The term “real property taxes” as used in this lease shall include all real estate taxes, rates, duties and assessments whatsoever, whether Municipal, Provincial or Dominion, or imposed by any other competent taxing authority; provided, however, that nothing in this lease contained shall require the Lessee to pay any franchise, corporate, estate, inheritance, succession, capital levy or transfer tax of the Lessor or any income or profits tax upon the rent payable by the Lessee under this lease or any levy or tax of a similar kind and nature whatsoever;
10. Provided that any trade or tenants fixtures installed in or attached to the demised premises by and at the expense of the Lessee shall remain the property of the Lessee and Lessor agrees that the Lessee shall have the right at any time and from time to time during its occupancy of the demised premises to remove any and all of such fixtures but in the event the Lessee shall in such removal do damage to the demised premises it shall make good any damage which it may occasion thereto;
11. THE LESSOR COVENANTS WITH THE LESSEE:
(c) To pay all real property taxes, rates, levies, duties, charges, assessments and impositions whatsoever whether Municipal, Parliamentary or otherwise that may be levied, rated, charged or assessed upon the demised premises and upon all driveways, parking and loading areas and sidewalks in the Shopping Centre during the original term of this lease or any renewal thereof save and except such taxes, charges, rates and licence fees as the Lessee covenants to pay as hereinbefore provided.
In my view, the relevant words of the lease are free from ambiguity, either patent or latent, and the decision of the appeal must turn upon the true construction of the words which the parties have used.
The taxes which the appellant seeks to have apportioned between the parties are those levied by the municipality in pursuance of The Assessment Act, R.S.O. 1960, c. 23. Section 4 of that Act provides that, subject to certain exemptions with which we are not concerned, “all real property in Ontario is liable to assessment and taxation”. Section 1(i) (iv) defines “real property” as including, inter alia:
(iv) all buildings, or any part of any building, and all structures, machinery and fixtures erected or placed upon, in, over, under or affixed to land…
Quite apart from this statutory provision it is, I think, settled law that the lessee’s fixtures become part of the land although it has, of course, the right to remove them. In Bain v. Brand, the Lord Chancellor said at p. 770:
The fixture does become part of the inheritance; it does not remain a moveable quoad omnia; there does exist on the part of the tenant a right to remove that which has been thus fixed, but if he does not exercise that right it continues to be that which it became when it was first fixed, a part of the inheritance.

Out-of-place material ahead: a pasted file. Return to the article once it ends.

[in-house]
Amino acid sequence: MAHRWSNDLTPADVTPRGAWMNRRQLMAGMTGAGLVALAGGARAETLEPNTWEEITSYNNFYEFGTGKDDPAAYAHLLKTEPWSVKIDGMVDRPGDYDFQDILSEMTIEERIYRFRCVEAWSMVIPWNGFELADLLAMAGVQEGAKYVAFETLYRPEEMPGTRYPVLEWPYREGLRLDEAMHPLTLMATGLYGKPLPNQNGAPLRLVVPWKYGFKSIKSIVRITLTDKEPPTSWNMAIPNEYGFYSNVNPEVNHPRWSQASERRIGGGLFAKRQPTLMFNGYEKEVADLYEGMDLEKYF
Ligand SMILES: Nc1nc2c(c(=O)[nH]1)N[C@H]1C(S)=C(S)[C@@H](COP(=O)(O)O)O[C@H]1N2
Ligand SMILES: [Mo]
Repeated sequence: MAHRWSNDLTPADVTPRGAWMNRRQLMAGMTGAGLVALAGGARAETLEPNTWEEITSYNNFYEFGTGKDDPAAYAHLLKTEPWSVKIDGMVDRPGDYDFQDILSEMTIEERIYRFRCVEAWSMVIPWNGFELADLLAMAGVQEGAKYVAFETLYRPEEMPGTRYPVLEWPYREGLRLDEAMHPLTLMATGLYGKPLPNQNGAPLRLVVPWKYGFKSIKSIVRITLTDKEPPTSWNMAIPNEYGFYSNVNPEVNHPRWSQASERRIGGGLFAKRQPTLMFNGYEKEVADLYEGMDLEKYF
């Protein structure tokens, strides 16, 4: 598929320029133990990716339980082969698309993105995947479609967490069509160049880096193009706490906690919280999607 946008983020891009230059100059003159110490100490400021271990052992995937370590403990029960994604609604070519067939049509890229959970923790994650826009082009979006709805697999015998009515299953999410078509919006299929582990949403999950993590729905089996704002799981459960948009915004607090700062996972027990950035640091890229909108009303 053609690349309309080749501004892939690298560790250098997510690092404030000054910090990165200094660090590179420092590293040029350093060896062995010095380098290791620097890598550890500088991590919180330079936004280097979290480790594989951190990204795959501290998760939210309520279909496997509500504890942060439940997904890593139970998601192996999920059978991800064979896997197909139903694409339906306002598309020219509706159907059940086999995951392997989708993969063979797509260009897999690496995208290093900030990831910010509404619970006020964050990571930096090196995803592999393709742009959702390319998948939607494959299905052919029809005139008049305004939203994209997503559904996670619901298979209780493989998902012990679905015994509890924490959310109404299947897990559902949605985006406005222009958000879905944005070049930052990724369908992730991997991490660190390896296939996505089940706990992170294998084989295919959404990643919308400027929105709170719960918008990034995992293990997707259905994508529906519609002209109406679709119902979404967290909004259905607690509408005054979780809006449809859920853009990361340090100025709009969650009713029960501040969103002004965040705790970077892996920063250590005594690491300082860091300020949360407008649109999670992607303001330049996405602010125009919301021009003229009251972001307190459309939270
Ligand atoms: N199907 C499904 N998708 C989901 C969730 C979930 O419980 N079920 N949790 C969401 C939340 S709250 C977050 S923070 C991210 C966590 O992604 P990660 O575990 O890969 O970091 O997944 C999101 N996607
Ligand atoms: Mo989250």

The assessment on which the taxes in question are based is made on land and both by statute and the common law the buildings and the fixtures placed upon the assessed land are a part thereof. Until the lessee exercises its right to remove the fixtures they are, even as between it and the lessor, a part of the realty rather than personalty; but the real question is not as to the type of the individual items of property making up the total assessment but as to the type of tax. I find it impossible to say that these are other than “real property taxes”.
The appellant argues that the words “the demised premises” as used in this lease mean only the land and the empty building erected upon it. I am unable to adopt this construction. By paras. 1 and 2 of the lease,
The Lessor doth hereby demise and lease unto the lessee its successors and assigns:
(a) All and singular that messuage and tenement, situate lying and being in the Township of London, in the County of Middlesex, and being composed of the lands and premises shown outlined in Green in Schedule “B” hereto annexed; (together with a right of way)
to have and to hold the demised premises for and during the said term of 20 years…
The lands outlined in green in Schedule “B” consist of a rectangular parcel of land 144 feet 9 inches by 132 feet 2 inches within which a part is outlined in red and marked “Steinberg’s”. I can find nothing in the lease or the sketch to support the view that the words “the demised premises” do not include whatever should from time to time become a part of the parcel of land demised.
Had it been the intention of the parties that the lessee should pay a proportion of the municipal taxes in the ratio of the assessed value of its fixtures to the assessed value of the land and building excluding the fixtures it would have
been a simple matter to so provide in the lease, and it would seem probable that some form of procedure would have been provided for determining what proportion of the total assessment was attributable to the value of the fixtures, for the notice of assessment would not place any separate value on fixtures.
I would dismiss the appeal with costs.
Appeal dismissed with costs.
Solicitors for the plaintiff, appellant: Lerner, Lerner, Bradley & Cherniak, London.
Solicitors for the defendant, respondent: Siskind, Taggart & Cromarty, London.